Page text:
Thursday, June 14, 2012

Creating The Demonstration Edible Garden Green Wall

Submitted by Megan Bucknum and Michele Sokoloff

How do you change an unassuming chain link fence into a marvel that supports plant life?  It’s not difficult .  .  . Make a Green Wall, a Vertical Wall, a Hanging Wall.

The Philadelphia Master Gardeners who tend and nurture the education-focussed edible garden at the Horticulture Center in Fairmount Park wanted to demonstrate one type of Green Wall. The plan was to construct this wall to use viable, unused space and be the home to culinary herbs. One of the Master Gardeners, Alyssa Van Alstine, asked her mother, Kathy Lose, if she would sew the material to create this vertical garden. Kathy, a professional seamstress, enthusiastically agreed.

Our green wall, or vertical garden, is constructed out of fleece fabric that was sewn using double layers to insure stability and strength. A plastic mesh was sewn on the inside of the fleece to contain the soil. The size is 6 feet by 4 feet. There are two rows of deep pockets across the fabric with four 14-inch high pockets from side to side. Grommets were placed every few inches along the top and sides to secure the structure to the fence using long plastic ties.
Each pocket is filled with 5 inches of perlite, a mix of worm castings and good potting soil. And then the herbs!

The Vertical Wall serves as a functional way to expand the “arable space” of the garden, while simultaneously hiding the chain link fence.  The gardeners also planted other vegetables below and around the wall making the total area serve more purpose than just a boundary.  Currently parsley, basil, dill, cilantro, thyme, oregano, marjoram, fennel, curry, and scented geranium are planted in the Green Wall. We installed an irrigation drip system which uses gravity to help water each pocket. This reduces the reliance of the gardeners to keep everything alive and well.
For an excellent list of possible herbs and their uses,
History of Green Walls
Although this Green Wall is a new addition to the Philadelphia Demonstration Edible Garden, it is not a new concept.  In fact, the first living roofs and walls originated in ancient times. The famous Hanging Gardens of Babylon were one of the first recorded examples of such structures.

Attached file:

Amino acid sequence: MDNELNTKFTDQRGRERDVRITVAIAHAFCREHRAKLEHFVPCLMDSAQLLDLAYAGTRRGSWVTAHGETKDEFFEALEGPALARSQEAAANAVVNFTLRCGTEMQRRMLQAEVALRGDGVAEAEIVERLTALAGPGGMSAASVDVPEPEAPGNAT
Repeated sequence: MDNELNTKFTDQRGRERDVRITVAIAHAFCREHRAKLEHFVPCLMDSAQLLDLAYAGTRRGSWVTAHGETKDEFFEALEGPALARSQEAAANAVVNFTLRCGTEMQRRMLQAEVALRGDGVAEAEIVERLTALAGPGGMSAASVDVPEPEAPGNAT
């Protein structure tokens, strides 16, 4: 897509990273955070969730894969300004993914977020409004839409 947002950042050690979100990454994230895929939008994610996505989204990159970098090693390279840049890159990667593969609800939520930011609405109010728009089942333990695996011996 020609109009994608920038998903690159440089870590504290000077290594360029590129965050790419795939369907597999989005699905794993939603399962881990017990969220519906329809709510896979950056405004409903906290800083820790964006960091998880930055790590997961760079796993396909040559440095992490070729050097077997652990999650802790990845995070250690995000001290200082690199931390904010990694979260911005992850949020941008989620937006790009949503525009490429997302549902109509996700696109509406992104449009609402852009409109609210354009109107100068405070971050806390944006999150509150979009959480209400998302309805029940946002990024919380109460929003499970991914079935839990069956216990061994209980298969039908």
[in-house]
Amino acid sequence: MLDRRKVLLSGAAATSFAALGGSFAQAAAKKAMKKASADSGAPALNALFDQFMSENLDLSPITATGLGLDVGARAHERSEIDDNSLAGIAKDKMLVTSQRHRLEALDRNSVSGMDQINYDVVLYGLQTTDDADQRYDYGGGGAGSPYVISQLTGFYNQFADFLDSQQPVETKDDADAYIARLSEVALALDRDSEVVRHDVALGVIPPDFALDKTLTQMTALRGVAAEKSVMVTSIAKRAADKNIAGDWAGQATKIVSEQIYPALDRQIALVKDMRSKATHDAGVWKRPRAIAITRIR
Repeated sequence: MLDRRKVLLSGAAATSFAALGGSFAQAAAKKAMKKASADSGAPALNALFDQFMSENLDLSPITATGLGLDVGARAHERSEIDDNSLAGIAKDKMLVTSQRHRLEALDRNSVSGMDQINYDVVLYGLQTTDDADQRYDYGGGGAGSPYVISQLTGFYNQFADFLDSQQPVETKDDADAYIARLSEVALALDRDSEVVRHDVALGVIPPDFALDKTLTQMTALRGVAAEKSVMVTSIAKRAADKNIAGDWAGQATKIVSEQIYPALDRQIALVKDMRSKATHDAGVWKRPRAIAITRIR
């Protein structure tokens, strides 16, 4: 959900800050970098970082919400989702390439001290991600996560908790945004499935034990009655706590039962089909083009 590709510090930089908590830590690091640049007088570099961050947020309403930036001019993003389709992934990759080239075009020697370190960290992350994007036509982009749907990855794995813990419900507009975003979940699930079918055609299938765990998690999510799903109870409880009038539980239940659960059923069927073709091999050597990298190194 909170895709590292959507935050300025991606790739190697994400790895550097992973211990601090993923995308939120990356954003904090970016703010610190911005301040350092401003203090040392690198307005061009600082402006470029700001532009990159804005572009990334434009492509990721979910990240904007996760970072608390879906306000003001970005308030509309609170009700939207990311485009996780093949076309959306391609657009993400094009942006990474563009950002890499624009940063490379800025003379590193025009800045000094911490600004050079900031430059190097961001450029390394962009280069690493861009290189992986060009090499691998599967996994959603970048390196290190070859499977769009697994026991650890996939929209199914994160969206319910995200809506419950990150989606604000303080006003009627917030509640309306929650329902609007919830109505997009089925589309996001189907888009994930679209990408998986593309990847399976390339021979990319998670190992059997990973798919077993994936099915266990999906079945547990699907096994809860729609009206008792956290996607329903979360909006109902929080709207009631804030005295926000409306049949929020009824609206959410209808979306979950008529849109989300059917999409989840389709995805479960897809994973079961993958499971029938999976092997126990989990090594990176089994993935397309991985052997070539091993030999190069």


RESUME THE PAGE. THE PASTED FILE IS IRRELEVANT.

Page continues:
Now Green Walls (also called  vertical gardens, hanging gardens or living walls) can be found throughout the world in both small and large installations.  To get a glimpse of some impressive large installations, visit  Patrick Blanc’s website, who is one of the most famous vertical wall designers in the world.  For a closer-to-home look, visit Drexel University’s Papadakis Integrated Sciences Building -- on Chestnut and 33rd in West Philly -- which has a beautiful 80 ft. tall wall with over 1,500 plants. Drexel University

You can create your own green wall in your own personal space by sewing, constructing, or purchasing one of the following products:
Woolly Pockets are fabric vertical hangers that can be placed on an outdoor, or indoor, wall and then planted.  

Lastly, Bright Green is a company that sells vertical planting systems that are divided into “cells” that hold different plants.  Visit their website for more information.

For a succulent vertical wall, visit the Succulent Gardens website to see their handmade wooden frames that hold a variety of succulents.  They even sell the succulents online and will ship them.  City Planter in Northern Liberties, Philadelphia has some succulents and is a  place to visit for inspiration. 


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